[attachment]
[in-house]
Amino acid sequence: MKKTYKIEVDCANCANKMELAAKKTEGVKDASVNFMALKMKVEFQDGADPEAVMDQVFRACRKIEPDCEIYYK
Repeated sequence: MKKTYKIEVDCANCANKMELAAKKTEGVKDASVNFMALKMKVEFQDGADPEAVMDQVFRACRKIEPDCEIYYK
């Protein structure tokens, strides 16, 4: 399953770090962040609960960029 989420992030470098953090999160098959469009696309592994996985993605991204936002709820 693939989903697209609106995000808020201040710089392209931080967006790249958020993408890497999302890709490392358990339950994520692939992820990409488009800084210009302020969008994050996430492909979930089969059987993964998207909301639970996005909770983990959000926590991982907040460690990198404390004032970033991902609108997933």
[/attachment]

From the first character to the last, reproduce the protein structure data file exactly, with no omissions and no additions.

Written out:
[in-house]
Amino acid sequence: MKKTYKIEVDCANCANKMELAAKKTEGVKDASVNFMALKMKVEFQDGADPEAVMDQVFRACRKIEPDCEIYYK
Repeated sequence: MKKTYKIEVDCANCANKMELAAKKTEGVKDASVNFMALKMKVEFQDGADPEAVMDQVFRACRKIEPDCEIYYK
């Protein structure tokens, strides 16, 4: 399953770090962040609960960029 989420992030470098953090999160098959469009696309592994996985993605991204936002709820 693939989903697209609106995000808020201040710089392209931080967006790249958020993408890497999302890709490392358990339950994520692939992820990409488009800084210009302020969008994050996430492909979930089969059987993964998207909301639970996005909770983990959000926590991982907040460690990198404390004032970033991902609108997933």